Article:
If you do decide to use ads, make sure to read the next section on designing your site properly. Also, monitor your traffic as your introduce ads. If your traffic declines suddenly when ads get thrown into the mix, you may need to reconsider your approach. Mind you, there's no reason why ads should have such a drastic impact on your website experience, unless you're bombarding people with them.

Designing & Curating Your Blog With Ads

Blogging and earning an affiliate income

It is absolutely crucial to keep the vision, design, and aesthetic at the forefront of your mind when you’re creating your blog. The design should be completely focused at keeping visitors on the site, both so that they have the opportunity to become fans, and so they generate the most ad revenue.

There is one counterpoint to this, which is that the sites that get the most advertising revenue tend to be those where visitors quickly bounce off of their site. So, if you're trying to build an audience with your blog, and not just monetize it, you want to strike a meaningful balance.

There are a few key areas you should focus on when you’re designing the blog.

Firstly, most visitors look at the upper left hand corner of the screen as soon as they visit a website. This is where your business name, logo, or slogan should be. Do not place an ad here. Putting an ad there feels very fake and leaves the wrong impression. It also takes the focus off of you and your website.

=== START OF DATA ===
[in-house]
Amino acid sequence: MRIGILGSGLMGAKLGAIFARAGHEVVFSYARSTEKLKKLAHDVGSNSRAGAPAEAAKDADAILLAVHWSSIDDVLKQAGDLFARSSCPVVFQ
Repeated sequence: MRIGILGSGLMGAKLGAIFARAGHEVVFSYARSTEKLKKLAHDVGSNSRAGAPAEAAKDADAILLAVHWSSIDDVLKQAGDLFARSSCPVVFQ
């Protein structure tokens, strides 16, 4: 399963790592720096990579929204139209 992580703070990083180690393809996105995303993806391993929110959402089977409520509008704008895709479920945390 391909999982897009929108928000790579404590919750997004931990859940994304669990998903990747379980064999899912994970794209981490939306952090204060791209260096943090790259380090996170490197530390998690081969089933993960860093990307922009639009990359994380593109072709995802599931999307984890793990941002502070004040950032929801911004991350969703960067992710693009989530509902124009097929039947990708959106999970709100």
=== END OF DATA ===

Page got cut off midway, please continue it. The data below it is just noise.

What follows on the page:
Next, you’ll want to focus on the upper center of the screen. This is where you’ll usually find mission statements or titles. This is also where you’ll often find a navigation menu. Sometimes, you’ll find banner ads in this area, but for a music blog, I wouldn’t recommend it. It’s hard enough just to get people to your blog, I wouldn’t risk scaring them off.

Of course, the bulk of the screen is taken up by the blog content itself. You’ll want to start off with some nice engaging content that keeps people interested. Then, you can tastefully distribute ads throughout the post. In-content ads tend to perform well, but this can be a bit trickier to set up without the right plugins.